In this article we will discuss about the wintertime and summertime air masses of Asia.
1. Wintertime Air Masses:
i. Continental Polar Air Masses:
These air masses originate over extensive areas comprising Siberia and outer Mongolia having very cold ground surface. Initially, the air masses are very cold and dry in their source regions. The lower portion upto the height of one kilometre is characterized by inversion of temperature.
The air masses move eastward and after covering long distances are mechanically modified as mechanical turbulence is produced when these air masses cross over the mountain barriers. This process leads to the disappearance of inversion layer resulting into increase of temperature and humidity in the lower layer.
These air masses enter China through two routes viz.:
(i) Through land surface, and
(ii) Through water surface.
When high pressure lies over Mongolia and North China, then these air masses enter China by land route. They are much warmer in China than in their source areas. These air masses are associated with clear sky and dry weather and cold air.
When these air masses come with high velocity, they bring with them immense quantity of dust and sands and deposit them as loess. The continental polar air masses in their modified forms affect the weather conditions of most parts of Asia during winter season. These air masses do not enter the Indian subcontinent because of effective barrier of the Himalayas.
When high pressure lies over Manchuria and Japan Sea, the continental polar air masses enter China by sea route after moving over Japan Sea, and Yellow Sea and thus pick up abundant moisture. These air masses are relatively warmer and more humid than the continental polar air masses coming by land route.
Until they are associated with fronts, they are characterized by clear sky and pleasant weather. The lower portion is unstable and thus they give precipitation when they ascend along the mountain barriers. The continental air masses coming through sea and land routes converge along the eastern coasts of Asia and form cyclones through frontogenesis and cause precipitation.
ii. Maritime Polar Air Masses (mP):
These air masses after originating over the Sea of Okhotsk influence only the coastal margins of Siberia, Manchuria and South Korea while the eastern coasts of Asia south of Korea are deprived of their influences because (i) the winter air circulation is off shore i.e., from west to east due to which the westward advance of maritime polar air masses is blocked, and (ii) continental polar air mass while entering China through sea route attains the characteristics of maritime polar air mass (mP). These air masses (mP) also invade Japan in early summer and form fronts when they converge with overlying maritime tropical air masses and bring moist weather with overcast sky and light precipitation.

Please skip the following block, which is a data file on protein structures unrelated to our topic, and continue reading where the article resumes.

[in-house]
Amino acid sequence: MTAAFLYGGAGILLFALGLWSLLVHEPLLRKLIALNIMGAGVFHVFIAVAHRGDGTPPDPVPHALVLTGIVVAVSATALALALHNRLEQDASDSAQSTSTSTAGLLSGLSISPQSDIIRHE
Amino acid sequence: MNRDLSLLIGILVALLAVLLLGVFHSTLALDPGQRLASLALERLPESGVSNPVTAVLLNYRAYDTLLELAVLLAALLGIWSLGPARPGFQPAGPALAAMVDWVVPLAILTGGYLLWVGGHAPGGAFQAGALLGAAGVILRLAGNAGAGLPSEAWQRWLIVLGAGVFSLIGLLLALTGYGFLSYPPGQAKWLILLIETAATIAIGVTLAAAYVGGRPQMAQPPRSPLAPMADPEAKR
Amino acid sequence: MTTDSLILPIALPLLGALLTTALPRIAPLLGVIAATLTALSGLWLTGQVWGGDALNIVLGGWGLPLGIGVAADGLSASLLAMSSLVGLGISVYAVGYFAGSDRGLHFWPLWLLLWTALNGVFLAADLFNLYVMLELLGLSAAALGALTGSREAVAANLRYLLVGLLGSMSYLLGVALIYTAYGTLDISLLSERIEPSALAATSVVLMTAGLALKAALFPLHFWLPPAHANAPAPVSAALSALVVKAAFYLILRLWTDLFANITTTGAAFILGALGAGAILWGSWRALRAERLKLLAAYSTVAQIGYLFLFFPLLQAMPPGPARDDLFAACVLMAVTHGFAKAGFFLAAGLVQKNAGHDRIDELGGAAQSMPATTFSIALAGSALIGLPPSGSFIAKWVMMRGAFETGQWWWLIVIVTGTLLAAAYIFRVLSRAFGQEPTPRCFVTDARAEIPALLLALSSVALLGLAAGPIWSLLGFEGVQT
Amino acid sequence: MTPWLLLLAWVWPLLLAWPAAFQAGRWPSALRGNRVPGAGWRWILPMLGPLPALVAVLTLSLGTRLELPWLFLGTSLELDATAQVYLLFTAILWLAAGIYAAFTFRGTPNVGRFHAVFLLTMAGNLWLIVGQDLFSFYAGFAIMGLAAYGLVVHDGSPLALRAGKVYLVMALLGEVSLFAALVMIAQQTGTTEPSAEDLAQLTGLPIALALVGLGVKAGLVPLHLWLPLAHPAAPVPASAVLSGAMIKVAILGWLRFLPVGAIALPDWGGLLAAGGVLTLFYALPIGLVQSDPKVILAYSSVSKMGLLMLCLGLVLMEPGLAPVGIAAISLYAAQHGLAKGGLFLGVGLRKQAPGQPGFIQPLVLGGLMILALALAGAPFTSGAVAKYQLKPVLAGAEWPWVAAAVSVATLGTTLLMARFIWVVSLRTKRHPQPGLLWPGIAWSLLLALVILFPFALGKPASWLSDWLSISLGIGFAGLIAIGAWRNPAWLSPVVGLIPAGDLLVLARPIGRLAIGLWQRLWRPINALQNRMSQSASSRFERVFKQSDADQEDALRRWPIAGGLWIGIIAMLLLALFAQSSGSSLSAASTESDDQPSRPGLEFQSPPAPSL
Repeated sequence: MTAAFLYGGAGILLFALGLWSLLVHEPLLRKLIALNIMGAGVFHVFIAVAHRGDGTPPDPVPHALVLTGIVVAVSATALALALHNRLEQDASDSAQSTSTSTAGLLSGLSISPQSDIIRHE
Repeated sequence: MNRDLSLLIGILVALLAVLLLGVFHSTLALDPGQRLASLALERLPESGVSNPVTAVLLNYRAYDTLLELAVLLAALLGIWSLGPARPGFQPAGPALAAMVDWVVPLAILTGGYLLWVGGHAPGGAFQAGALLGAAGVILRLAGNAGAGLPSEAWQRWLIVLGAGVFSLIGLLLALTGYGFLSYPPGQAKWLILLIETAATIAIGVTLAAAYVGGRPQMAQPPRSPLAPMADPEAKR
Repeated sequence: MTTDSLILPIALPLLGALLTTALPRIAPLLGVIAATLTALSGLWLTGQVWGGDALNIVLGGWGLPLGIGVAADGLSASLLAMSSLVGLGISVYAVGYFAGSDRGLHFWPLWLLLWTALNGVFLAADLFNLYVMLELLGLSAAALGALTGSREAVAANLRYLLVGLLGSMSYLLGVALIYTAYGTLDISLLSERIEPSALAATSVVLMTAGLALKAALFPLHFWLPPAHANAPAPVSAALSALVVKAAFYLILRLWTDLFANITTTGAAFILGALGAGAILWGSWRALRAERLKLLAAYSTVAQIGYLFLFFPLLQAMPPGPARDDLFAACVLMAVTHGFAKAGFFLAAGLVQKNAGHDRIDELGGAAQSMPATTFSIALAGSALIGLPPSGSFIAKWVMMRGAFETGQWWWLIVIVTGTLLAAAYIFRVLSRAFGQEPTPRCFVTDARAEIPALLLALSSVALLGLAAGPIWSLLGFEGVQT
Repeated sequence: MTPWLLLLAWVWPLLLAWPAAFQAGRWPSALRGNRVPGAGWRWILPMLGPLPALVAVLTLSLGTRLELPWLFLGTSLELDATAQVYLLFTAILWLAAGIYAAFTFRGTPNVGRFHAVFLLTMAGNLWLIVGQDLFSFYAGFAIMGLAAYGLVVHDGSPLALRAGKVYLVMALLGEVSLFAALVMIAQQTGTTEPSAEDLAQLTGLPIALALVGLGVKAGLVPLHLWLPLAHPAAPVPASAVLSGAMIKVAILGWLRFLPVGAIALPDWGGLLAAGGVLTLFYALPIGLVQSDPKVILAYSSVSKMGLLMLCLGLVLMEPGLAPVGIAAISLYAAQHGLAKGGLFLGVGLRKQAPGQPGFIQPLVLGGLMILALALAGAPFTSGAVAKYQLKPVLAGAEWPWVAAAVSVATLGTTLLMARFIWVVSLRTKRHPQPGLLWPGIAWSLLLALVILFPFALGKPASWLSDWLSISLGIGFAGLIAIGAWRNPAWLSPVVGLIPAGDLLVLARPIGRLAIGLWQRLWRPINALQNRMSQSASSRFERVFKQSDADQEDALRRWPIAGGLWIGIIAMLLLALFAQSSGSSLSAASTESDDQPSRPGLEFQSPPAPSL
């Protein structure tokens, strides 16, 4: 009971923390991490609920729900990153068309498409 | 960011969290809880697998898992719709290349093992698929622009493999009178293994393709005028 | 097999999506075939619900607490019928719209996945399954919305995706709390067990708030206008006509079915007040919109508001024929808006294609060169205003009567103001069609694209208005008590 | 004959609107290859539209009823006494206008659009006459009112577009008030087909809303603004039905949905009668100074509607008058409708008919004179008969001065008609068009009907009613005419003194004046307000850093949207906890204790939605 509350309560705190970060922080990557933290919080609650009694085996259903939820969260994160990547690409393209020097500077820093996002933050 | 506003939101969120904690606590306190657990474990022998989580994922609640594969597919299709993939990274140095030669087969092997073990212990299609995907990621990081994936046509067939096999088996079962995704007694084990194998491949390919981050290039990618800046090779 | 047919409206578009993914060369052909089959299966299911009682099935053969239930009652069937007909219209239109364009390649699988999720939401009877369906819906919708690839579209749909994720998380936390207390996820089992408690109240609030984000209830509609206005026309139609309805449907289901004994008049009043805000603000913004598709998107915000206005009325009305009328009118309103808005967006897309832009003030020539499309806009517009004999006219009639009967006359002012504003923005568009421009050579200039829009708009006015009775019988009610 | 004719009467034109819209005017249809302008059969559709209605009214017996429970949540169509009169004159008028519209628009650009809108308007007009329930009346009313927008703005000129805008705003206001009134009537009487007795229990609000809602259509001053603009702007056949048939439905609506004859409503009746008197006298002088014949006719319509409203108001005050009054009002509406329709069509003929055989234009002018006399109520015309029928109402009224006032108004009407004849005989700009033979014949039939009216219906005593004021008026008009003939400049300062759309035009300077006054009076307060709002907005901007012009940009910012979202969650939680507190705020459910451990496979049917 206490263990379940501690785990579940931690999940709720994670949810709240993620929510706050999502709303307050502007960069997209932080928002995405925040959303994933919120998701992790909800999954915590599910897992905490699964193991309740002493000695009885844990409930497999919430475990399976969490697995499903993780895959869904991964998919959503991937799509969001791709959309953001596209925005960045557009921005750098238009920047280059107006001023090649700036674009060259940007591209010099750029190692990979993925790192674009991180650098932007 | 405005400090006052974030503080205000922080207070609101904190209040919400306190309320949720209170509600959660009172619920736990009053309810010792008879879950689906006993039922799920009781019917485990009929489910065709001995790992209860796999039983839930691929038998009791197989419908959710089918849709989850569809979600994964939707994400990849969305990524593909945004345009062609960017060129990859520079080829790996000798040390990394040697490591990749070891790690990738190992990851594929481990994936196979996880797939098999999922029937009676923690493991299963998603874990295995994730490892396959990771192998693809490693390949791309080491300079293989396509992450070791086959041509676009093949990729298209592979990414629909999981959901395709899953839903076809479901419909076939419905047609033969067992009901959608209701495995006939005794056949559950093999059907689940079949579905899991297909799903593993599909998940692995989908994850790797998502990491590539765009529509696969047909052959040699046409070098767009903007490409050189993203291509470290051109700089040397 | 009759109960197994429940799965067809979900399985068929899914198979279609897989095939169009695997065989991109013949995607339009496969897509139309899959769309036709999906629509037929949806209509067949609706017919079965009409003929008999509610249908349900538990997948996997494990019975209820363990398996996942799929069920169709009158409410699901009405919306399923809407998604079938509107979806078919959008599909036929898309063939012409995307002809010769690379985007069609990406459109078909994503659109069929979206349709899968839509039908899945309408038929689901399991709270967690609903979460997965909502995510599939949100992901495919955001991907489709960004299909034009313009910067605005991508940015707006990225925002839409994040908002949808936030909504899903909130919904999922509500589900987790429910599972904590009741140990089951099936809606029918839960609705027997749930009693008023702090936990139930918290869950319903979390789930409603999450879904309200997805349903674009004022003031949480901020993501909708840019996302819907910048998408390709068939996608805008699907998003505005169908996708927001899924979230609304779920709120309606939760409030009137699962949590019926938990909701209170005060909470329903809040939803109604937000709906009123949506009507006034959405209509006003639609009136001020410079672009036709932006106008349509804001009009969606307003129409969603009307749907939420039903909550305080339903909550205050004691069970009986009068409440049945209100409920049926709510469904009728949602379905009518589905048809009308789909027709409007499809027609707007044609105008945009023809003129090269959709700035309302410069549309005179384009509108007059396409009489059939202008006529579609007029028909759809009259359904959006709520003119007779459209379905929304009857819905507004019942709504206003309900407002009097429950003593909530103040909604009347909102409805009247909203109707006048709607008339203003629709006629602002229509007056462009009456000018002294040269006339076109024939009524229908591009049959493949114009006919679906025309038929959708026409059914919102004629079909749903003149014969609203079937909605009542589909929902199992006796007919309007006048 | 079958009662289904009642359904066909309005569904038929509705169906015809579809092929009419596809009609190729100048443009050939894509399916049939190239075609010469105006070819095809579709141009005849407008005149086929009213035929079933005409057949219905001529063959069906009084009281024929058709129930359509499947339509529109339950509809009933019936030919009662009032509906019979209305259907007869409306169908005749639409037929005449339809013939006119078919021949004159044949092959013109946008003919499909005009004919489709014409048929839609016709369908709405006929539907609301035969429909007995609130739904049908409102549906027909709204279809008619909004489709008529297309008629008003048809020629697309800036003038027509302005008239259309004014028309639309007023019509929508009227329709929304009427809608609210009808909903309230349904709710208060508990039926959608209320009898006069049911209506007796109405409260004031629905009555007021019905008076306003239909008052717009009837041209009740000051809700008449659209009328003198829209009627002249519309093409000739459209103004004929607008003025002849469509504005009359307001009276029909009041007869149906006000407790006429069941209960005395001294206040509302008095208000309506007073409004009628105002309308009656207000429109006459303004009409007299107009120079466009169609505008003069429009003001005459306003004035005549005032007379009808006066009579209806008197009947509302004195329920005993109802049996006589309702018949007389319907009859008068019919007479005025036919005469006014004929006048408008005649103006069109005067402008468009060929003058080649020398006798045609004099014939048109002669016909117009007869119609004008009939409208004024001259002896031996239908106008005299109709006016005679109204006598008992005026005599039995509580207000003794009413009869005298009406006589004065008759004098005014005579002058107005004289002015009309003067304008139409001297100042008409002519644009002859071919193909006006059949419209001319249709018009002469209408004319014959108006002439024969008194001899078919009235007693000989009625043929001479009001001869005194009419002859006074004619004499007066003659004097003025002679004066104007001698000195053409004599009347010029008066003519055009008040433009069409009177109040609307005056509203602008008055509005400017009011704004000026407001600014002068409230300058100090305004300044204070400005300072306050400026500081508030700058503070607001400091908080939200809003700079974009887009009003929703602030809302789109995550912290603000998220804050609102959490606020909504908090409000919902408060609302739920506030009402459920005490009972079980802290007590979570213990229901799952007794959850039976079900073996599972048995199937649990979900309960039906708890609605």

iii. Maritime Tropical Air Masses (mT):
Maritime tropical air masses do not effectively influence the weather conditions of the eastern Asia during winters because of the dominance of continental polar air masses. These air masses are experienced only up to southern China. They are warmer and more humid than all of the wintertime air masses. Unstable maritime tropical air masses are more effective in south-west Pacific Ocean and in eastern Indonesia.
2. Summertime Air Masses:
i. Continental Polar Air Masses (cP):
The source areas of polar air masses extend further northward in central Asia because of high temperature during summer season due to northward migration of the sun. The air becomes relatively warm but continental polar air masses do not effectively influence the weather conditions of eastern and southern Asia because maritime tropical air masses become more dominant during summer season.
The continental polar air masses enter China only through sea route from Japan Sea and Yellow Sea. These air masses are colder than maritime tropical air masses. They are associated with clear weather, scant precipitation, and negligible thunderstorms. They produce cyclonic conditions whenever they converge with maritime tropical air masses.
ii. Maritime Tropical Air Masses (mT):
The weather of south and south-east Asia is controlled by maritime tropical air masses which are known as summer monsoons. They are warm, more humid and unstable. They yield torrential rainfall when they are forced to ascend by mountain barriers largely. After being originated in southern oceans they move north and north-eastward and after entering the mainland they are heated from below because of warm ground surface and hence they become unstable and convectional currents are produced.
The south-west summer monsoons of Indian subcontinent are typical representatives of maritime tropical summer air masses. These air masses produce cyclonic conditions when they converge with continental polar air masses during springs in central China and during middle summer in Manchuria.
iii. Maritime Polar Air Masses (mP):
These air masses originate over Okhotsk Sea from where they move westward and influence the weather conditions of eastern Asia north of 40°N latitude. These air masses are more active during summers than during winters. They are more effective in Manchuria and east Siberia. Though these air masses extend up to southern Japan in early summer but later they are pushed northward by maritime tropical air masses.